How to Deal With a Brother Who Only Cares About Himself

Demonstrate the value of cooperation and teamwork.
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Dealing with a selfish brother, whether he is younger or older, can try your patience. Your brother might demand that everyone pay attention to him or give him the best of whatever is available. If your parents allow this behavior, he isn’t likely to change until he discovers that the rest of the world won’t tolerate it. Consider setting boundaries, treating him with love and denying him your attention when he acts out.

1 Selfishness and Immaturity

Your brother’s behavior could be the result of immaturity. He will grow out of it, according to psychologist Marie Hartwell-Walker in “Why Is My Sister So Selfish?” for Psych Central. Remind him that selfish behavior is inappropriate and will not attract friends. Explain that cooperation and selfless behavior will get him further in life. Encourage him to learn team skills through activities such as sports and games or cooperative projects. Be patient and hope he grows out of it.

2 Turn Off the Spotlight

When your brother acts out in a bid for attention, turn off the spotlight by ignoring him and focusing on something you enjoy doing, suggests sociologist Martha Beck in “4 Ways to Defend Yourself Against Emotional Pirates” for See to your own needs when he demands that you give him what he wants, reminding him that his behavior encourages opposition rather than cooperation. Put on your headphones and tune him out or walk away. If you no longer live together, hang up when he becomes rude or attempts to coerce you into letting him have his way.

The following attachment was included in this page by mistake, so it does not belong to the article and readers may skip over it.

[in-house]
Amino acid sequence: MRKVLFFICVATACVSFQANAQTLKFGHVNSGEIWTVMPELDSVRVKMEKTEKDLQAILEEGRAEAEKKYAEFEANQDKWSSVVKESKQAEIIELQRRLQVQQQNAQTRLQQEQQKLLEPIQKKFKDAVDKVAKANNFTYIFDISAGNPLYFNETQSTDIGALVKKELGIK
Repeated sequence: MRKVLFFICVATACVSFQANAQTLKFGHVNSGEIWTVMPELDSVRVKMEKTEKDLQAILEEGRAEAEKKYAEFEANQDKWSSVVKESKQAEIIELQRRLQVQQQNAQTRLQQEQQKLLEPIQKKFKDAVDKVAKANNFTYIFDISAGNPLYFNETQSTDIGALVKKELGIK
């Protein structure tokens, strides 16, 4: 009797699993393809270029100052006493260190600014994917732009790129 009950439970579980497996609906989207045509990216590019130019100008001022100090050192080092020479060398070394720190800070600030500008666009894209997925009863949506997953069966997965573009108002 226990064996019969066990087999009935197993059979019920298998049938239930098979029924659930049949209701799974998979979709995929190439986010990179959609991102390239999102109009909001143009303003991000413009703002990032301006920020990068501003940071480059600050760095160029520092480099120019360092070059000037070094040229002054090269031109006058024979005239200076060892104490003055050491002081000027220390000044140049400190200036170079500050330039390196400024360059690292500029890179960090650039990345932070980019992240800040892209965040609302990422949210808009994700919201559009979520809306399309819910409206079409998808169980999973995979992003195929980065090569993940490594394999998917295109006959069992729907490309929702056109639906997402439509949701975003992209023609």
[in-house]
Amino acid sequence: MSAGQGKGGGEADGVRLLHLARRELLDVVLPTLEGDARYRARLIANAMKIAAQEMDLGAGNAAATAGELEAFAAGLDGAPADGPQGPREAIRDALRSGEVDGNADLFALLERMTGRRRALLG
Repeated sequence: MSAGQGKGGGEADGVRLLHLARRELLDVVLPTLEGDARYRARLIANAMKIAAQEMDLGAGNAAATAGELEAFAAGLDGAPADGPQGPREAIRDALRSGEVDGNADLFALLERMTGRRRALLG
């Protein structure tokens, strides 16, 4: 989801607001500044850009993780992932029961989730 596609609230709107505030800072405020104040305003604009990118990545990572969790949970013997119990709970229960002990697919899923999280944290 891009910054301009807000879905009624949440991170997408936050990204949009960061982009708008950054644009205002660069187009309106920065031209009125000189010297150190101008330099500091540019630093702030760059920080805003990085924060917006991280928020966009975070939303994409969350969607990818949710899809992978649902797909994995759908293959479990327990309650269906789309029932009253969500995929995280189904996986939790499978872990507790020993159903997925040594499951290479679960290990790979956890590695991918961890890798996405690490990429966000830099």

3 Set Boundaries

Set boundaries for the behavior you will tolerate, suggests psychologist Roya R. Rad in "How to Deal With Self-Centered People” for the Huffington Post website. For example, keep him out of your room or refuse to include him in an outing if he behaves selfishly. Spend as little time as you can with him, perhaps studying at the library or withdrawing to your room with the door closed. Don’t rise to the occasion if he tries to bully or insult you. If you must disagree with him, keep the comments short and informational rather than attacking him or engaging in a long explanation, Rad suggests.

4 Don't Compromise

Stay true to yourself and refuse to respond in kind. Treat him the way you want to be treated. Refuse to be a doormat. Your mature behavior could encourage him to rethink his actions more effectively than a lecture.

Rev. Kathryn Rateliff Barr has taught birth, parenting, vaccinations and alternative medicine classes since 1994. She is a pastoral family counselor and has parented birth, step, adopted and foster children. She holds bachelor's degrees in English and history from Centenary College of Louisiana. Studies include midwifery, naturopathy and other alternative therapies.